Mike Trout’s Season is Over, Which Completely Sucks

The transition from the regular season to the playoffs inevitably leaves us with a stripped-down cast of the game’s best players, but this is getting ridiculous. After a week in which NL MVP candidate Christian Yelich was lost for the year with a fractured kneecap, Javier Báez was ruled out for the remainder of the regular season due to a fractured left thumb, and both Byron Buxton and Shohei Ohtani elected to undergo season-ending surgeries, we’ve now lost Mike Trout as well. The best baseball player on planet Earth will undergo surgery on his right foot later this week, according to the Angels, bringing to a premature end yet another remarkable season.

Trout had not played since making a pinch-hitting appearance on September 7, a day after he took an early exit from a game due to what was termed “right toe discomfort.” Two days later, he underwent a cryoablation procedure (the insertion of hollow needles filled with cooled, thermally conductive fluids) to alleviate a Morton’s neuroma, an inflamed nerve located between the bones at the ball of the foot. The condition is more common among women than men because of the way high heels put pressure on the toes or the ball of the foot, but any kind of repetitive, high-impact activity can cause it, particularly when tight shoes are involved.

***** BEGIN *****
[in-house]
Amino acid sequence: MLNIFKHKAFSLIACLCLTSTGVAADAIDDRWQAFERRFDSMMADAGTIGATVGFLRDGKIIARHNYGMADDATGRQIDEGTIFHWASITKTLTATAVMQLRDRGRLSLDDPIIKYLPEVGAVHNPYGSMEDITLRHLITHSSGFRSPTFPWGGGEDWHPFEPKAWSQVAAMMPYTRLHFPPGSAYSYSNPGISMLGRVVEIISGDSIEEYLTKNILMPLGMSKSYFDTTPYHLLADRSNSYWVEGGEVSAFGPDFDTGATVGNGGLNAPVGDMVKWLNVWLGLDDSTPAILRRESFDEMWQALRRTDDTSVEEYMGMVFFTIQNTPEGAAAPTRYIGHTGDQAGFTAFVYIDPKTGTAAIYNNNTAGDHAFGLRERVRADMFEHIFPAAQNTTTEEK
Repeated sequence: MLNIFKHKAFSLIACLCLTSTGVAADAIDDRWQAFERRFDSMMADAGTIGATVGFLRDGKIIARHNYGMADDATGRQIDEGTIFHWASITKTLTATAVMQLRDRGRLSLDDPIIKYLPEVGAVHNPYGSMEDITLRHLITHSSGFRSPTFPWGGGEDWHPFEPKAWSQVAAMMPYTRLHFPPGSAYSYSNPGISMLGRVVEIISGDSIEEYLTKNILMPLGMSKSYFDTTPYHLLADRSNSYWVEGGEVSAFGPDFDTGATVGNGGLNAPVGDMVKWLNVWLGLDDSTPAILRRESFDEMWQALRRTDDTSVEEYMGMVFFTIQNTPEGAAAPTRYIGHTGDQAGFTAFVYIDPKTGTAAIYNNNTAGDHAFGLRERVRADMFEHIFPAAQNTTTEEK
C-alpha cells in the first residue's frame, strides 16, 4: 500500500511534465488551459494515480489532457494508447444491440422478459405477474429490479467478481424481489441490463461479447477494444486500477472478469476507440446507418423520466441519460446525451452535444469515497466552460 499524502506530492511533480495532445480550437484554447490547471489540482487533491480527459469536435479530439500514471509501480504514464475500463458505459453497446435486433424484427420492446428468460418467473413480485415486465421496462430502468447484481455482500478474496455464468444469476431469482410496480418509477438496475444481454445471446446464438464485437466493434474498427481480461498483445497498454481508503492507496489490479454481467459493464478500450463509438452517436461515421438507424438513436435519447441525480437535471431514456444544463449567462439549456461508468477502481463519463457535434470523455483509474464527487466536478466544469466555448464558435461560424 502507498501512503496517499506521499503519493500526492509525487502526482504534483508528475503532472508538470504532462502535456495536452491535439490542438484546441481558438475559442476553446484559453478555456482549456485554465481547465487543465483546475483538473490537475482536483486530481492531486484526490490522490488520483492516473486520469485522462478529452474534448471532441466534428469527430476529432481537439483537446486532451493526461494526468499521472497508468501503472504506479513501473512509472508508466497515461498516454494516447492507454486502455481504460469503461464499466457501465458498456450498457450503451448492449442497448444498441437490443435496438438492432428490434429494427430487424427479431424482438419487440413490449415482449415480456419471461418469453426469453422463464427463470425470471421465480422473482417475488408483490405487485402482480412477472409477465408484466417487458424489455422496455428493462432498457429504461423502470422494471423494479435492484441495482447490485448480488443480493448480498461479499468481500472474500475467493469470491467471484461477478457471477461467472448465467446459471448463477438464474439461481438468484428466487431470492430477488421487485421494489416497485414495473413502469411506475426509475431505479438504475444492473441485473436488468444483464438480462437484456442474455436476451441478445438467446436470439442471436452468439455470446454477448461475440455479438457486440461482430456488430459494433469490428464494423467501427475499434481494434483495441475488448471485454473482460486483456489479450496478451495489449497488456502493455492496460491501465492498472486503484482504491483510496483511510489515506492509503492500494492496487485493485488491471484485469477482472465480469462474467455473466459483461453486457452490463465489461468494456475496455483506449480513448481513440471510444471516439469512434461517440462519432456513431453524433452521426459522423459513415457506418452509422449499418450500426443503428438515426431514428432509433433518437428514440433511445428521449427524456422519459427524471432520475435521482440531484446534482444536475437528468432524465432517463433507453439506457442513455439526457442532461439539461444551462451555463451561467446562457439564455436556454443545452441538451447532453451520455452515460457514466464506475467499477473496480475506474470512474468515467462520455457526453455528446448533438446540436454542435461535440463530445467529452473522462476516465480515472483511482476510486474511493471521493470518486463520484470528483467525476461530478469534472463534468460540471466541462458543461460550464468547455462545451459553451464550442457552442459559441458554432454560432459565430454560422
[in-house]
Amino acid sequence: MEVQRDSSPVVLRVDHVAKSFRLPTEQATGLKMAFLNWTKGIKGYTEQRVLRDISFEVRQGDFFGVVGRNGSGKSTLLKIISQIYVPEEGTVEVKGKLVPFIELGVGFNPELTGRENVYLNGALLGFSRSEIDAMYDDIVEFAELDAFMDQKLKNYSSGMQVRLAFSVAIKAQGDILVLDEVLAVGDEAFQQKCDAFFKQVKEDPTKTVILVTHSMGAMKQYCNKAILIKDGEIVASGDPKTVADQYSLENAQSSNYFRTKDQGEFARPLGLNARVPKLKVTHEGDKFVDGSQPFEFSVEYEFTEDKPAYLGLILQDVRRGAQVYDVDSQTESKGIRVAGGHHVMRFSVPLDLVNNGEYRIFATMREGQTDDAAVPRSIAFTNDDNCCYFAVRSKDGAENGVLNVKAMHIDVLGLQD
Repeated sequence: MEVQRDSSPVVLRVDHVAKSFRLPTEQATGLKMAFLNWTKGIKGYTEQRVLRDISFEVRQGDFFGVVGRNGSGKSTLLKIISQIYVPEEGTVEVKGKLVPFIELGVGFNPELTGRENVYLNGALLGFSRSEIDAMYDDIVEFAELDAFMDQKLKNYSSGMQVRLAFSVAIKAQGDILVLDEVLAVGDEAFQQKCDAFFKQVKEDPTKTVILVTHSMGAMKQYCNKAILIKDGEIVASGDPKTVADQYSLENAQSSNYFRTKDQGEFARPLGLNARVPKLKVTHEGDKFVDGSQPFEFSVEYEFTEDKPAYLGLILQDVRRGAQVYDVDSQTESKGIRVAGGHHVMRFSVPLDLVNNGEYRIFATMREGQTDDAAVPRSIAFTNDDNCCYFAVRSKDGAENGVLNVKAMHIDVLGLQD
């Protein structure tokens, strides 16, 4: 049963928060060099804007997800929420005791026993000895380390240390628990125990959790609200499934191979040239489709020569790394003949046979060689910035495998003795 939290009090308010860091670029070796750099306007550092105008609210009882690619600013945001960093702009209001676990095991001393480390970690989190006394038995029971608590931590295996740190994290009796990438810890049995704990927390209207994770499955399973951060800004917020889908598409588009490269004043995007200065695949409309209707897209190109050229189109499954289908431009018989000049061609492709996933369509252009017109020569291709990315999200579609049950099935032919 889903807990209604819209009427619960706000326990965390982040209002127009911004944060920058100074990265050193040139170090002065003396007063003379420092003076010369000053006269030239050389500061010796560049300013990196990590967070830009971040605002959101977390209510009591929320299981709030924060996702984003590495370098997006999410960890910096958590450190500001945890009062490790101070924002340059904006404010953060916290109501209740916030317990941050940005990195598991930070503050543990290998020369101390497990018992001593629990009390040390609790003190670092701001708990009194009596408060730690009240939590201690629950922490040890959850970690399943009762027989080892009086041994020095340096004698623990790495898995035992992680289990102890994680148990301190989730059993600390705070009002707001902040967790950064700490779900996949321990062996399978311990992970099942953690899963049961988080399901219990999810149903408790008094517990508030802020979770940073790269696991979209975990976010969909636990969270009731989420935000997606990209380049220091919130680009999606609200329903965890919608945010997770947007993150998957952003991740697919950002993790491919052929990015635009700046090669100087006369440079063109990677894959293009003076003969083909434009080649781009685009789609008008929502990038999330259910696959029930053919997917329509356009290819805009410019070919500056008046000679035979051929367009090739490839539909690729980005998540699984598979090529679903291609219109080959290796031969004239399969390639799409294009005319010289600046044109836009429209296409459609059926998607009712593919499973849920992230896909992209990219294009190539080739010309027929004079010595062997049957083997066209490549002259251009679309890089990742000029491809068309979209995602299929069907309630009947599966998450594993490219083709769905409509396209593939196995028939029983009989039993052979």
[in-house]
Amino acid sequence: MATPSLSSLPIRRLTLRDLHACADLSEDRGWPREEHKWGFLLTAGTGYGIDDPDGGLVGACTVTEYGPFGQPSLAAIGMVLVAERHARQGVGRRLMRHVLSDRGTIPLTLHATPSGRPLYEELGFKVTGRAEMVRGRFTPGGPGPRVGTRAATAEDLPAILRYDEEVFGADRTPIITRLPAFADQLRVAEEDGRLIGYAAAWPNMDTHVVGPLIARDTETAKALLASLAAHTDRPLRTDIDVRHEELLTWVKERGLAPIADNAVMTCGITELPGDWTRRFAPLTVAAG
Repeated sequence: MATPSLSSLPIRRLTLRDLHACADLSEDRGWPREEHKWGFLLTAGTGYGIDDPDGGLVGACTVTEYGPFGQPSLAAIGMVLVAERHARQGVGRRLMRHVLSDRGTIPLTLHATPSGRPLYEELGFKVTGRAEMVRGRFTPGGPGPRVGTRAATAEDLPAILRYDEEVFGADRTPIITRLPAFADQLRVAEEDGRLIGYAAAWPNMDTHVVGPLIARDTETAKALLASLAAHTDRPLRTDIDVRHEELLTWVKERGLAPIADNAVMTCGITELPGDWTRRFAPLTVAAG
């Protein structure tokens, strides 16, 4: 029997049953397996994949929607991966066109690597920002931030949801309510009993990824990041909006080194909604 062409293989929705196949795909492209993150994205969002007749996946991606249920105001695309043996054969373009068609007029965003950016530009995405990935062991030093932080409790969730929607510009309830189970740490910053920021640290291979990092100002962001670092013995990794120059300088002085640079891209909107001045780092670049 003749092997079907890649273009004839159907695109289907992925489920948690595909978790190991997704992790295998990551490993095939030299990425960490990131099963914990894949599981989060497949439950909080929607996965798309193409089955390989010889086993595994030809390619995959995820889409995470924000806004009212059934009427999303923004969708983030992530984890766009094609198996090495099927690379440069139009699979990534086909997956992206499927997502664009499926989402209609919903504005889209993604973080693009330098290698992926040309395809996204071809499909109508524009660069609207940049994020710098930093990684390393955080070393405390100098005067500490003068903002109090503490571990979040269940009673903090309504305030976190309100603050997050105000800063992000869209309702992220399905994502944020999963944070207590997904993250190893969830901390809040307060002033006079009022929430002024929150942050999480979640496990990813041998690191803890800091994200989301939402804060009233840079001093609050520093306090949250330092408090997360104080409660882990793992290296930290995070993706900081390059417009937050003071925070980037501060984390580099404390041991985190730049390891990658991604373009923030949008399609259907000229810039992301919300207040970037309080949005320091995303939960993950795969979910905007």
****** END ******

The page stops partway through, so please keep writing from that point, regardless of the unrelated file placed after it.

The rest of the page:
Trout had been dealing with pain in the foot for nearly a month, according to the Los Angeles Times’ Maria Torres. Said the 28-year-old center fielder after the cryoablation, “Once it flares up, it doesn’t go away. It calms down at night and when you do baseball activity, it flares up again… This procedure today, they say it helps it.”

Trout was only expected to miss a few games in the wake of the procedure. He was slated to DH on Friday but was scratched from the lineup after experiencing further discomfort when putting his cleats on, and ruled out for Saturday as well. He hoped to play on Sunday, but those hopes were dashed prior to the game. Per MLB.com’s Rhett Bollinger:

After testing out the foot by running before Sunday’s game against the Rays at Angel Stadium, the decision was made to undergo the season-ending procedure.

“Tested the foot again, wasn’t getting any better. Kind of exhausted all non-surgical possibilities,” Angels manager Brad Ausmus said. “It was just unplayable. And it’s not just the playing. Walking around in shower shoes in the clubhouse was hurting him. If you go back three weeks, it would flare up and go away, flare up and go away, but now we’re at a point where it flares up and does not go away.”

…The upcoming procedure removes the nerve so that it won’t be an issue going forward. Trout will have it at some point next week and it carries a recovery time of roughly two weeks.